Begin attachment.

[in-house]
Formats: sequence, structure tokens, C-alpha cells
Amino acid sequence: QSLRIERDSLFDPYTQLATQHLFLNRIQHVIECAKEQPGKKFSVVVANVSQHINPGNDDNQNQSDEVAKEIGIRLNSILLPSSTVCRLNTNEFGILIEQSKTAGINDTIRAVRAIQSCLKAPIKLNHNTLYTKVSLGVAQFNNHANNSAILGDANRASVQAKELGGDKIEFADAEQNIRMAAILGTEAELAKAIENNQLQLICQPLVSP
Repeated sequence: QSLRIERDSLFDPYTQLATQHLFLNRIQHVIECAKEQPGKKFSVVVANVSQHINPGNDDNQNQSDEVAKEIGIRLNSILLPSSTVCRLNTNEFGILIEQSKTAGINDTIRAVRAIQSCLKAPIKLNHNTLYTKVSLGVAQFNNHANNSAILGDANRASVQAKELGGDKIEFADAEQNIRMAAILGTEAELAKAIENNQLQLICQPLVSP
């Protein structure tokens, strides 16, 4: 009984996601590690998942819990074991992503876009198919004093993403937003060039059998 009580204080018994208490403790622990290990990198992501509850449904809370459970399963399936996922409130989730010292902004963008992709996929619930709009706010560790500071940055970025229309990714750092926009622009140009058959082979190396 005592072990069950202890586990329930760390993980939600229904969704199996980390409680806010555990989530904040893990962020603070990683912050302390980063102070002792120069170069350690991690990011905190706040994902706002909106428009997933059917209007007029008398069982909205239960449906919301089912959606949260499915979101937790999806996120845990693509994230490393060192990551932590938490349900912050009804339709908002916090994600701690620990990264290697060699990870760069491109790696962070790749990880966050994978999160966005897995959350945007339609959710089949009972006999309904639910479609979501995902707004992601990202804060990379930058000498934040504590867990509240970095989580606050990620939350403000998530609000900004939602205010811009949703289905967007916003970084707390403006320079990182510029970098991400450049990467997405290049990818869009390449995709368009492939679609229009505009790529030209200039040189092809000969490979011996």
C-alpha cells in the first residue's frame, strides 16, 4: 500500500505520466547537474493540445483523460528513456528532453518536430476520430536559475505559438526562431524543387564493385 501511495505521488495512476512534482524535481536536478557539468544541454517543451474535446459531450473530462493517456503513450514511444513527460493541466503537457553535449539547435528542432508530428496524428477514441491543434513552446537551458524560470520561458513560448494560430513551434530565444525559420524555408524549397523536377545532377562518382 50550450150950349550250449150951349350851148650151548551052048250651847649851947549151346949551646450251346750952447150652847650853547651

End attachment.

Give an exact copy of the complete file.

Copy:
[in-house]
Formats: sequence, structure tokens, C-alpha cells
Amino acid sequence: QSLRIERDSLFDPYTQLATQHLFLNRIQHVIECAKEQPGKKFSVVVANVSQHINPGNDDNQNQSDEVAKEIGIRLNSILLPSSTVCRLNTNEFGILIEQSKTAGINDTIRAVRAIQSCLKAPIKLNHNTLYTKVSLGVAQFNNHANNSAILGDANRASVQAKELGGDKIEFADAEQNIRMAAILGTEAELAKAIENNQLQLICQPLVSP
Repeated sequence: QSLRIERDSLFDPYTQLATQHLFLNRIQHVIECAKEQPGKKFSVVVANVSQHINPGNDDNQNQSDEVAKEIGIRLNSILLPSSTVCRLNTNEFGILIEQSKTAGINDTIRAVRAIQSCLKAPIKLNHNTLYTKVSLGVAQFNNHANNSAILGDANRASVQAKELGGDKIEFADAEQNIRMAAILGTEAELAKAIENNQLQLICQPLVSP
């Protein structure tokens, strides 16, 4: 009984996601590690998942819990074991992503876009198919004093993403937003060039059998 009580204080018994208490403790622990290990990198992501509850449904809370459970399963399936996922409130989730010292902004963008992709996929619930709009706010560790500071940055970025229309990714750092926009622009140009058959082979190396 005592072990069950202890586990329930760390993980939600229904969704199996980390409680806010555990989530904040893990962020603070990683912050302390980063102070002792120069170069350690991690990011905190706040994902706002909106428009997933059917209007007029008398069982909205239960449906919301089912959606949260499915979101937790999806996120845990693509994230490393060192990551932590938490349900912050009804339709908002916090994600701690620990990264290697060699990870760069491109790696962070790749990880966050994978999160966005897995959350945007339609959710089949009972006999309904639910479609979501995902707004992601990202804060990379930058000498934040504590867990509240970095989580606050990620939350403000998530609000900004939602205010811009949703289905967007916003970084707390403006320079990182510029970098991400450049990467997405290049990818869009390449995709368009492939679609229009505009790529030209200039040189092809000969490979011996």
C-alpha cells in the first residue's frame, strides 16, 4: 500500500505520466547537474493540445483523460528513456528532453518536430476520430536559475505559438526562431524543387564493385 501511495505521488495512476512534482524535481536536478557539468544541454517543451474535446459531450473530462493517456503513450514511444513527460493541466503537457553535449539547435528542432508530428496524428477514441491543434513552446537551458524560470520561458513560448494560430513551434530565444525559420524555408524549397523536377545532377562518382 50550450150950349550250449150951349350851148650151548551052048250651847649851947549151346949551646450251346750952447150652847650853547651